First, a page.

Robert_Bindschadler<A>Are you vounteering? Chile has supported a village with cottage industries and even boast the first human conception and birth on the continent. More a political stunt, really. WIthout all the resources to support a human colony, I doubt there is much chance colonization will ever amount to much.      

gabriela<Q>why is the ozone layer getting thinner on top of antarctica?

Ted_Scambos          <A>The reason ozone is disappearing every year (in the southern early spring, the coldest time of year) is that a very unusual kind of cloud forms in the highest parts of our atmosphere when the temperature is REEEAAALLLLLY cold, like -120 F. This cloud, these tiny ice particles, atract certain molecules in the high atmosphere -- and unfortunately there are a few that we've put in the atmosphere that get attracted. Then, on the surface of the cloud particles, every time an ozone molecule bounces against, it breaks apart into oxygen. But the material on the cloud particle is still there. So it keeps on breaking apart ozone for many weeks, on and on. This process of helping a chemical reaction without being absorbed by the reaction is called 'catalysis' and the molecules in question are 'catalysts'. --- I skipped over the molecules; those are basically the gases used in air conditioners and refrigerators, the most common one is called 'freon'. Freon is like a gas form of Teflon.

Mrs._Tomko<Q>Thank you, Dr. Bindschadler -- I meant the only one online from my class,smile I think I understand why it's important for ice core samples to not be from a flow area -- so that you get a true chronological look at weather, etc. events, yes? But how do scientists know whether they have taken an unadulterated sample?

Robert_Bindschadler<A>It's impossible to tell how a single core's record might be corrupted by flow, so the best test is usually to compare one core's record with others. The major global climate cycles (ice ages and warm periods) have to appear in each core. In some cases, the layers have been seen to contain folds. That's asure sign the ice has been disturbed and the data are untrustworthy. Fortunately, that situation doesn't happen often.

catalin_cnitv.mrs_stoica<Q>It is suspected that the last inversion of the magnetic poles coincides with the disappearance of the dinosaurs. What will drastically change in our lifes if this occurs again?

Ted_Scambos<A>Hi catalin - Well, no, actually the magnetic poles have switched many times, before - during - and after the dinosaurs. Many people have looked for an effect on the past life forms, but as far as I know no one has proven that there's a big effect on the ecosystems. Still, it is fairly clear that there would be more radiation (which our magentic field protects us from) during the period of transition. But its all sort of a mystery. I don't want to worry anyone, but our magnetic pole is shifting very rapidly right now, especially in the north; it is moving out of northern Canada, towards Sibera, at a rate 10 times as fast as is was drifting 50 years ago (my numbers are approximate).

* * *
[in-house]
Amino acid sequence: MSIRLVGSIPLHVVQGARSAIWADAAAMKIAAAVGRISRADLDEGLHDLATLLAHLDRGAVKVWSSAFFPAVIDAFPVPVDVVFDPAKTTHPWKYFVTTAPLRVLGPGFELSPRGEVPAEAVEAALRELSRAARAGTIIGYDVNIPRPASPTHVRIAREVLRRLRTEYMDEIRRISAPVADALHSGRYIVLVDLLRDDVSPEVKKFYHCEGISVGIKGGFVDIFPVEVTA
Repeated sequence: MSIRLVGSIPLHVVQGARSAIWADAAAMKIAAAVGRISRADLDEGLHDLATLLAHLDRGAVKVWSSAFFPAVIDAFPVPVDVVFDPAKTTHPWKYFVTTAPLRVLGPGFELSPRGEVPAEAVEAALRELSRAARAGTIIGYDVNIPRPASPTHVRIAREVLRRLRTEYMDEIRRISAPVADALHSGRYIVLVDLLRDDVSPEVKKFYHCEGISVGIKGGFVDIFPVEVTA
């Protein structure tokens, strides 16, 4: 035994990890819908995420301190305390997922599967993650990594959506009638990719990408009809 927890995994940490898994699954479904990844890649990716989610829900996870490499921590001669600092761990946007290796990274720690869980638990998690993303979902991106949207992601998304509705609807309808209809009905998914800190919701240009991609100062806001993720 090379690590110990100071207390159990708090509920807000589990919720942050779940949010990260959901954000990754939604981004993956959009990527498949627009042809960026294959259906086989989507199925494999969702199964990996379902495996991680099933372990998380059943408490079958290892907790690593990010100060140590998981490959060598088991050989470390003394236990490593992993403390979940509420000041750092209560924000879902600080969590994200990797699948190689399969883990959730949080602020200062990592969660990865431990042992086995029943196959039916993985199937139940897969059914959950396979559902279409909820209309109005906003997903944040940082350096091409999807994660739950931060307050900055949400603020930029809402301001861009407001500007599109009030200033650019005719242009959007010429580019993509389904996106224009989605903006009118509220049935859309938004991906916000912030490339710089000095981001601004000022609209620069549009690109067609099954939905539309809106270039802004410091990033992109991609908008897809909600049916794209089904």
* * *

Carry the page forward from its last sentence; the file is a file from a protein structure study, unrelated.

jim<Q>we are members of a class in astronomy at bristol community college in fall river, massachusetts...thanks for all of you good information...thanks for permitting us to participate.

Quest_Moderator<A>We're happy to have you! Thanks for joining us!

jim<Q>the volcanoes i am refering to were underwater and i think alvin the underwater search vehicle took the videoes.

Robert_Bindschadle<A>Ah, now we're getting to the heart of your interest! And farther from my expertise. Most of the ocean floor around Antarctica remains unexplored--so big, so few ships capable to explore. I have no doubt that with volcanoes seen on land (poking through the ice sheet), there are others on the sea floor. I've heard of some, but I don't know any in ANtarctica that Alvin has spotted--not to say it hasn't happened--I just can't add any information to your interest.

luca_mrs_stoica<Q>Is it true that Antarctica was originaly positioned in a tropical region?

Robert_Bindschadler<A>RIght you are! Fossil ferns have been discovered in the TransAntarctic Mountains. Tens of millions-maybe hundreds of millions of years old.

jim<Q>does the changing of the shape of earth due to the gravitational attraction of moon have any effect on the temperatures in Antartica?

Robert_Bindschadler<A>No. But the ocean tides have a surprisingly large effect on the flow of glaciers draining the ice sheet. They speed up (by as much as 50%) as the tide falls and slow down as the tide rises--how about that!! it surprised us.